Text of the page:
Manhattan DA Who Leads Trump Criminal Probe Announces He Won’t Seek Reelection

on November 18, 2015 in New York City.
NEW YORK, NY - NOVEMBER 18: Manhattan District Attorney Cyrus Vance, Jr. speaks at global cyber security symposium at the Federal Reserve Bank of New York on November 18, 2015 in New York City. Vance called for a be... NEW YORK, NY - NOVEMBER 18: Manhattan District Attorney Cyrus Vance, Jr. speaks at global cyber security symposium at the Federal Reserve Bank of New York on November 18, 2015 in New York City. Vance called for a better way for government agencies to access private data in an effort to fight crime. (Photo by Andrew Burton/Getty Images) MORE LESS
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March 12, 2021 9:53 a.m.

Manhattan district attorney Cy Vance announced Friday he is not running for reelection, raising questions about who will be elected to take up the mantle of his office’s far-reaching criminal investigation into the former president and his company. 

“I never imagined myself as District Attorney for decades like my predecessors,” Vance said in a memo announcing his decision not to run again.

“I never thought of this as my last job, even though it’s the best job and biggest honor I’ll ever have,” he added. “I said twelve years ago that change is fundamentally good and necessary for any institution.”

The formal news of Vance’s departure had been widely anticipated. The New Yorker reported Friday that Vance, who has served as Manhattan district attorney since 2010, had largely decided he would not run for reelection even before taking up Trump’s case.

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“This doesn’t mean the work stops,” Vance said of his forthcoming departure in the Friday memo.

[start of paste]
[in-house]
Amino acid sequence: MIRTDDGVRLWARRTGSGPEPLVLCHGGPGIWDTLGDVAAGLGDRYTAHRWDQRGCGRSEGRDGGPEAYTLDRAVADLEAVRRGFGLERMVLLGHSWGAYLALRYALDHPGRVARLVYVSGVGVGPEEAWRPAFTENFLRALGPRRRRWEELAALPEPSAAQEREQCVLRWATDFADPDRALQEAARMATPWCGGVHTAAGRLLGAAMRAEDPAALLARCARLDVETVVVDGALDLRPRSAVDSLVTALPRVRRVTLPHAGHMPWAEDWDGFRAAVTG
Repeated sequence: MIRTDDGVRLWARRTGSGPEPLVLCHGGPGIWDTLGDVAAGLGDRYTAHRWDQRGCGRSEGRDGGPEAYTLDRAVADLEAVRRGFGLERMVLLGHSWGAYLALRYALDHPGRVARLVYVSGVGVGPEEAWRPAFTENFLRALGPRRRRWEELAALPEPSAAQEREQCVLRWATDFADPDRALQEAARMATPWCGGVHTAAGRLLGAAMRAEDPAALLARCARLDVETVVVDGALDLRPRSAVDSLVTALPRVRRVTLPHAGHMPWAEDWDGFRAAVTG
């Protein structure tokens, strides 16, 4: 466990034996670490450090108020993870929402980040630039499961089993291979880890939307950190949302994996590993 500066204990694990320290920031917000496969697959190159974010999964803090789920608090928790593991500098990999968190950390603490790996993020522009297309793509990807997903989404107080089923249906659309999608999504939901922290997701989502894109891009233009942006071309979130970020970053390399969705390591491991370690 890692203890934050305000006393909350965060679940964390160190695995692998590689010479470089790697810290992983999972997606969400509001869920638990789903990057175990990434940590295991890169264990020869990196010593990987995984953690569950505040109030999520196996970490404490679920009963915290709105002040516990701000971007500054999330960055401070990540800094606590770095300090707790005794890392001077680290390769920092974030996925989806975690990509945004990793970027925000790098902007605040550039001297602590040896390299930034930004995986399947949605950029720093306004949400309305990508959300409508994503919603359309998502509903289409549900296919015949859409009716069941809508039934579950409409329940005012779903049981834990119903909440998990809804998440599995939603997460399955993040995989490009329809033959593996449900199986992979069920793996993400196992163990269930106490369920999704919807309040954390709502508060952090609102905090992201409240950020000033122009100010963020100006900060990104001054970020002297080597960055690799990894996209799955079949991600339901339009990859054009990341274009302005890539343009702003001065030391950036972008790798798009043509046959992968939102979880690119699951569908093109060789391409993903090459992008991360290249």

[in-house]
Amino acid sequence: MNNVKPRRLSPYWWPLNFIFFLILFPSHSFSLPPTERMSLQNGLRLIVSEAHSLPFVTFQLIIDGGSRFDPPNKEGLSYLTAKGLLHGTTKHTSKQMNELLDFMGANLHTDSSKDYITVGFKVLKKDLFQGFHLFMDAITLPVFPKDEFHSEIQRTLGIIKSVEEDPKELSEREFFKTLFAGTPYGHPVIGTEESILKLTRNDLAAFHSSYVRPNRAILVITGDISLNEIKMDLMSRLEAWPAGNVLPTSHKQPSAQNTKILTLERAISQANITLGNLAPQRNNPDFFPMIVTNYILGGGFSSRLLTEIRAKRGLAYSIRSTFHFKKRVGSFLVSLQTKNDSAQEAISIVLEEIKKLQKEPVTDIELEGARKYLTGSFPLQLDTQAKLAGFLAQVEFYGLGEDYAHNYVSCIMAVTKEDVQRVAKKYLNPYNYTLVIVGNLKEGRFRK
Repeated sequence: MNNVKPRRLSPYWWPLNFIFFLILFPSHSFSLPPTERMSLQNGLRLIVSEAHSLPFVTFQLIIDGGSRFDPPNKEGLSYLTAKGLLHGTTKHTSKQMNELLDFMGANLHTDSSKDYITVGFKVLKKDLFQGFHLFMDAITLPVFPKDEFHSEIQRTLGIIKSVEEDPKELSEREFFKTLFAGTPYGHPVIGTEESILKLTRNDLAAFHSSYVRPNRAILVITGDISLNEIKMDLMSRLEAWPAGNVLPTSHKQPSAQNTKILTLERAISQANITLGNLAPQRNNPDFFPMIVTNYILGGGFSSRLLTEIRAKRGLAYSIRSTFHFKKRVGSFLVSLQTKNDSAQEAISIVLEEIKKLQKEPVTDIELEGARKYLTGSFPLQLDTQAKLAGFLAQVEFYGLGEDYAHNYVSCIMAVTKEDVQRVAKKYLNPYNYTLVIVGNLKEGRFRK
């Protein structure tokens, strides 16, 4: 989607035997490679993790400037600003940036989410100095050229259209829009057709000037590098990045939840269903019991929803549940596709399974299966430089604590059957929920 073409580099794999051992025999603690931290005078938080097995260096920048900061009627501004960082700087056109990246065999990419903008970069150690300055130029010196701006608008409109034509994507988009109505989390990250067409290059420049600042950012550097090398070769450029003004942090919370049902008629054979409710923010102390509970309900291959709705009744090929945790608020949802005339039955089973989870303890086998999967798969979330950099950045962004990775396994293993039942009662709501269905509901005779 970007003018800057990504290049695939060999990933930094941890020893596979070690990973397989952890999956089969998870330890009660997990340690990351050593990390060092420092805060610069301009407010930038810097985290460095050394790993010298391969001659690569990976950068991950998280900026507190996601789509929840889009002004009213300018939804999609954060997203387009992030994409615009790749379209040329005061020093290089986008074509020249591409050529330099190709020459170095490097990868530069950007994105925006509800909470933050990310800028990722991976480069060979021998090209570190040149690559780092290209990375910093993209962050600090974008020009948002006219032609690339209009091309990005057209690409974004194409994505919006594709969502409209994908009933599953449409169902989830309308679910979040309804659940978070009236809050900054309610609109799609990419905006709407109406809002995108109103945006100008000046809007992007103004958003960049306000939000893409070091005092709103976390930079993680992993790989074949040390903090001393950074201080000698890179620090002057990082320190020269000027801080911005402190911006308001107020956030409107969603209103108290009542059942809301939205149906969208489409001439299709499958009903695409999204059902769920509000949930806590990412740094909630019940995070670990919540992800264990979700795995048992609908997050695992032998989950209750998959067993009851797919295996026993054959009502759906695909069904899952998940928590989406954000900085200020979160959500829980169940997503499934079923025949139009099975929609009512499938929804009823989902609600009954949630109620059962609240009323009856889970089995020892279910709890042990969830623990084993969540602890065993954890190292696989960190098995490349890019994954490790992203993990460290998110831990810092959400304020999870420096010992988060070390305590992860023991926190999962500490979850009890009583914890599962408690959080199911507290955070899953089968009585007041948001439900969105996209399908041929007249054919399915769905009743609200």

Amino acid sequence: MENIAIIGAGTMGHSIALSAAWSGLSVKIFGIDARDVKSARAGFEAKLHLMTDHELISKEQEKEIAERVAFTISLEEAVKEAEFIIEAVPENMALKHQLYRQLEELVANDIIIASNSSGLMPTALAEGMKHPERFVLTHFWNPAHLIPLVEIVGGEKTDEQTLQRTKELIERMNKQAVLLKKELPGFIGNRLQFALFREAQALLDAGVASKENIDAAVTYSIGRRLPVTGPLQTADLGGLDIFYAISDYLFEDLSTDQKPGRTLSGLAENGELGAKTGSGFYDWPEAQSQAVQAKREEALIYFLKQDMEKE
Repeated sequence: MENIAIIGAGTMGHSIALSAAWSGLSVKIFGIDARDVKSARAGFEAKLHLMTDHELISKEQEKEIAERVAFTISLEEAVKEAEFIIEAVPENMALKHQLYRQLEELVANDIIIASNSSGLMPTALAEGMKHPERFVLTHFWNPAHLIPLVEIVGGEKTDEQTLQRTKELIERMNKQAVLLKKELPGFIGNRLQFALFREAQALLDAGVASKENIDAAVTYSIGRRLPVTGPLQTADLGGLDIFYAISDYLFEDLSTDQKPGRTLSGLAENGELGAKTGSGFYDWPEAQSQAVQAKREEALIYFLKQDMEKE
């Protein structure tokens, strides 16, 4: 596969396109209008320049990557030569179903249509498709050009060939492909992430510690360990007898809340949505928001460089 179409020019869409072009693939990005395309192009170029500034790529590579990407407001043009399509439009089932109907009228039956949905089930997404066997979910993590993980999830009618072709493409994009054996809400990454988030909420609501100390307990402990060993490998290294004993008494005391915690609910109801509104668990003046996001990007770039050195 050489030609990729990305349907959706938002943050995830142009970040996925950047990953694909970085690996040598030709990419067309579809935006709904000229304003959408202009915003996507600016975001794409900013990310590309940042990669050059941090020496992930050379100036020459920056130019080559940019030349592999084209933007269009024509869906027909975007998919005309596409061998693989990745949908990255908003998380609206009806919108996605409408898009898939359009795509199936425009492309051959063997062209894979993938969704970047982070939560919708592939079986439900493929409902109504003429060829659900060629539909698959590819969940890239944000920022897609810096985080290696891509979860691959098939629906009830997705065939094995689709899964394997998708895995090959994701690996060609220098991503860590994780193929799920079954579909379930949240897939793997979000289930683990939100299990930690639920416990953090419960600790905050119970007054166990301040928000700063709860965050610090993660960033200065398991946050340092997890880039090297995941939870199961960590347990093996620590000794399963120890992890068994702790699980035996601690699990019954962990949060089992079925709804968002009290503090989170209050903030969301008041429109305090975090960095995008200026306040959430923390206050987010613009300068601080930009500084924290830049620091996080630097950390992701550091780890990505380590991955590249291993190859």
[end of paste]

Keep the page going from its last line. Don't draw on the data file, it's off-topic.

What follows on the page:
“Over the next nine months we’ll work harder than ever to support New Yorkers and their communities, and to move justice forward in court cases large and small,” he said.

People familiar with the matter told CNN that Vance is likely to decide whether to charge a case or close the investigation into Trump by the end of the year. His term will end in December 2021. 

Vance told the New Yorker he had decided to keep his intentions for departure quiet until after the Supreme Court ruled on Trump’s tax records, in part due to fear that some of the anti-Trump contenders for his job might alienate the conservative Justices.

The Manhattan district attorney’s office in February finally ended its roughly 18-month battle for access to Trump’s tax returns after the Supreme Court rejected a last-ditch effort by Trump to shield them. Vance’s office last month also recruited a top white-collar crime expert, Mark Pomerantz, to play a role in its investigations into Trump for potential crimes that could include, among others, tax and bank fraud. 

There is a wide pool of candidates competing in an upcoming June Democratic primary that will likely be key in determining who will succeed Vance, including, among others, public defenders, former federal prosecutors, and even veterans of the district attorney’s office.

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